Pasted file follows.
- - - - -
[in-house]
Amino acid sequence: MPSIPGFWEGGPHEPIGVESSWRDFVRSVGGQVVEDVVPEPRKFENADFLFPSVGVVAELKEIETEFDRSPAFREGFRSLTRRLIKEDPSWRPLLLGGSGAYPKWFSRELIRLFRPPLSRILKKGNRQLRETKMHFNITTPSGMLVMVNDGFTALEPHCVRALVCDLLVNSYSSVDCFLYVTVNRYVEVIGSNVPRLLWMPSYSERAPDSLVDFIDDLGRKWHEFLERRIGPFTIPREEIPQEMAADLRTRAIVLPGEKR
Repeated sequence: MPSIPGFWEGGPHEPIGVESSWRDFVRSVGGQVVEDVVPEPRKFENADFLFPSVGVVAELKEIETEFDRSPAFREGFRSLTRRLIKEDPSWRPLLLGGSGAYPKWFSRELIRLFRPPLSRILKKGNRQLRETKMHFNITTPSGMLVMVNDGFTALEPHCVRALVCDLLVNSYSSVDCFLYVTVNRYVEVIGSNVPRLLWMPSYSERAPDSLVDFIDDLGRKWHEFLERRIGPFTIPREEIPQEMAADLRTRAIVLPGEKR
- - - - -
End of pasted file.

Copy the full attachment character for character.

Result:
[in-house]
Amino acid sequence: MPSIPGFWEGGPHEPIGVESSWRDFVRSVGGQVVEDVVPEPRKFENADFLFPSVGVVAELKEIETEFDRSPAFREGFRSLTRRLIKEDPSWRPLLLGGSGAYPKWFSRELIRLFRPPLSRILKKGNRQLRETKMHFNITTPSGMLVMVNDGFTALEPHCVRALVCDLLVNSYSSVDCFLYVTVNRYVEVIGSNVPRLLWMPSYSERAPDSLVDFIDDLGRKWHEFLERRIGPFTIPREEIPQEMAADLRTRAIVLPGEKR
Repeated sequence: MPSIPGFWEGGPHEPIGVESSWRDFVRSVGGQVVEDVVPEPRKFENADFLFPSVGVVAELKEIETEFDRSPAFREGFRSLTRRLIKEDPSWRPLLLGGSGAYPKWFSRELIRLFRPPLSRILKKGNRQLRETKMHFNITTPSGMLVMVNDGFTALEPHCVRALVCDLLVNSYSSVDCFLYVTVNRYVEVIGSNVPRLLWMPSYSERAPDSLVDFIDDLGRKWHEFLERRIGPFTIPREEIPQEMAADLRTRAIVLPGEKR